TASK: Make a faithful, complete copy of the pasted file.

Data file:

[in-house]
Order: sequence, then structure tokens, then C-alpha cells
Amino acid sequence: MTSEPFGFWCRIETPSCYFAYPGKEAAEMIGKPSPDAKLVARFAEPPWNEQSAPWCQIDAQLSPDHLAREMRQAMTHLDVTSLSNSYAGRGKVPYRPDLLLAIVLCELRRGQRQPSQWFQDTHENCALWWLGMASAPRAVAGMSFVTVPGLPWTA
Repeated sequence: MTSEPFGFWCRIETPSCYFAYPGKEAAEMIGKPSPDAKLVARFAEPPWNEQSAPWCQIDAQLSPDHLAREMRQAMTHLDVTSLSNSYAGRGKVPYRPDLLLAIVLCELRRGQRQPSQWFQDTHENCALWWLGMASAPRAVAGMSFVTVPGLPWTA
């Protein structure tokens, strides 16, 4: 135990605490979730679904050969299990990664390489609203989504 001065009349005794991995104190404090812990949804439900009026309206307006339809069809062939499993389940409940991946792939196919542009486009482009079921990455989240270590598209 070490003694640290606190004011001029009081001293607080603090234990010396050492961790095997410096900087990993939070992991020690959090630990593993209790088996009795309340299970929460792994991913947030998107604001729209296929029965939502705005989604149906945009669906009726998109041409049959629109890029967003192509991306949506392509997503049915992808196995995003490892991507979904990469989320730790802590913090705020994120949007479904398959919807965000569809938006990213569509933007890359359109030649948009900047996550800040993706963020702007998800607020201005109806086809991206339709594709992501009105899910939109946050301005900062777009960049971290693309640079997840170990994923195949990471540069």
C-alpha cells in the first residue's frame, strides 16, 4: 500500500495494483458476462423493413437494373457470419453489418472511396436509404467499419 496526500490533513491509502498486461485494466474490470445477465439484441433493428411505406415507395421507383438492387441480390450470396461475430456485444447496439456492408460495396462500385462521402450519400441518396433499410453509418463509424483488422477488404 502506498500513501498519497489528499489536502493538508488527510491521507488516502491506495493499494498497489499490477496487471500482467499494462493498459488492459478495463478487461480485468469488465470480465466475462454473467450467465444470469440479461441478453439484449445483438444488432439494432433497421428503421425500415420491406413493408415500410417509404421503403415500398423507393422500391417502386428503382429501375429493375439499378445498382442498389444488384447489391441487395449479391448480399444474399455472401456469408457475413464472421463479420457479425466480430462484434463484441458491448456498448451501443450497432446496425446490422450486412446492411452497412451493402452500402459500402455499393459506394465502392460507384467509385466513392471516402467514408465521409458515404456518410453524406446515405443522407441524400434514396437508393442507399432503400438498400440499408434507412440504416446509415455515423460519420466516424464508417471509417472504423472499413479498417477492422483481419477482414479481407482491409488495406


[in-house]
Order: sequence, then structure tokens, then C-alpha cells
Amino acid sequence: MTSEPFGFWCRIETPSCYFAYPGKEAAEMIGKPSPDAKLVARFAEPPWNEQSAPWCQIDAQLSPDHLAREMRQAMTHLDVTSLSNSYAGRGKVPYRPDLLLAIVLCELRRGQRQPSQWFQDTHENCALWWLGMASAPRAVAGMSFVTVPGLPWTA
Repeated sequence: MTSEPFGFWCRIETPSCYFAYPGKEAAEMIGKPSPDAKLVARFAEPPWNEQSAPWCQIDAQLSPDHLAREMRQAMTHLDVTSLSNSYAGRGKVPYRPDLLLAIVLCELRRGQRQPSQWFQDTHENCALWWLGMASAPRAVAGMSFVTVPGLPWTA
């Protein structure tokens, strides 16, 4: 135990605490979730679904050969299990990664390489609203989504 001065009349005794991995104190404090812990949804439900009026309206307006339809069809062939499993389940409940991946792939196919542009486009482009079921990455989240270590598209 070490003694640290606190004011001029009081001293607080603090234990010396050492961790095997410096900087990993939070992991020690959090630990593993209790088996009795309340299970929460792994991913947030998107604001729209296929029965939502705005989604149906945009669906009726998109041409049959629109890029967003192509991306949506392509997503049915992808196995995003490892991507979904990469989320730790802590913090705020994120949007479904398959919807965000569809938006990213569509933007890359359109030649948009900047996550800040993706963020702007998800607020201005109806086809991206339709594709992501009105899910939109946050301005900062777009960049971290693309640079997840170990994923195949990471540069």
C-alpha cells in the first residue's frame, strides 16, 4: 500500500495494483458476462423493413437494373457470419453489418472511396436509404467499419 496526500490533513491509502498486461485494466474490470445477465439484441433493428411505406415507395421507383438492387441480390450470396461475430456485444447496439456492408460495396462500385462521402450519400441518396433499410453509418463509424483488422477488404 502506498500513501498519497489528499489536502493538508488527510491521507488516502491506495493499494498497489499490477496487471500482467499494462493498459488492459478495463478487461480485468469488465470480465466475462454473467450467465444470469440479461441478453439484449445483438444488432439494432433497421428503421425500415420491406413493408415500410417509404421503403415500398423507393422500391417502386428503382429501375429493375439499378445498382442498389444488384447489391441487395449479391448480399444474399455472401456469408457475413464472421463479420457479425466480430462484434463484441458491448456498448451501443450497432446496425446490422450486412446492411452497412451493402452500402459500402455499393459506394465502392460507384467509385466513392471516402467514408465521409458515404456518410453524406446515405443522407441524400434514396437508393442507399432503400438498400440499408434507412440504416446509415455515423460519420466516424464508417471509417472504423472499413479498417477492422483481419477482414479481407482491409488495406